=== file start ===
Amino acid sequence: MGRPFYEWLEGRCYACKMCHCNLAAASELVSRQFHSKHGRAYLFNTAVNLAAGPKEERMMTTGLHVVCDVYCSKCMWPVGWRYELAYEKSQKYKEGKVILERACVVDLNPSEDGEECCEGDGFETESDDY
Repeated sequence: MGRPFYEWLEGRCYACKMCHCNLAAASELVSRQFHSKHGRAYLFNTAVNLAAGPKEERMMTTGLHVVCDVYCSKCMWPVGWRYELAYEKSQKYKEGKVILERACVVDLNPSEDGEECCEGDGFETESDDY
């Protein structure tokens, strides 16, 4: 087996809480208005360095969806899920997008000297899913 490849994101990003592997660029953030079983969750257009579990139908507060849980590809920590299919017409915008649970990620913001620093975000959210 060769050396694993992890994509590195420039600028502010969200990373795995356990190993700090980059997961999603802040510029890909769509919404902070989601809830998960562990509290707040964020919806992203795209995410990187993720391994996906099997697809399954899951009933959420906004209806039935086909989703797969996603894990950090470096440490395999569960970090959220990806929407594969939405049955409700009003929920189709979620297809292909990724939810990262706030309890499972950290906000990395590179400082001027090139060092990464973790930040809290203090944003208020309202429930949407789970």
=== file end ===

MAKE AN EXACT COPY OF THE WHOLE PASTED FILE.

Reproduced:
Amino acid sequence: MGRPFYEWLEGRCYACKMCHCNLAAASELVSRQFHSKHGRAYLFNTAVNLAAGPKEERMMTTGLHVVCDVYCSKCMWPVGWRYELAYEKSQKYKEGKVILERACVVDLNPSEDGEECCEGDGFETESDDY
Repeated sequence: MGRPFYEWLEGRCYACKMCHCNLAAASELVSRQFHSKHGRAYLFNTAVNLAAGPKEERMMTTGLHVVCDVYCSKCMWPVGWRYELAYEKSQKYKEGKVILERACVVDLNPSEDGEECCEGDGFETESDDY
């Protein structure tokens, strides 16, 4: 087996809480208005360095969806899920997008000297899913 490849994101990003592997660029953030079983969750257009579990139908507060849980590809920590299919017409915008649970990620913001620093975000959210 060769050396694993992890994509590195420039600028502010969200990373795995356990190993700090980059997961999603802040510029890909769509919404902070989601809830998960562990509290707040964020919806992203795209995410990187993720391994996906099997697809399954899951009933959420906004209806039935086909989703797969996603894990950090470096440490395999569960970090959220990806929407594969939405049955409700009003929920189709979620297809292909990724939810990262706030309890499972950290906000990395590179400082001027090139060092990464973790930040809290203090944003208020309202429930949407789970």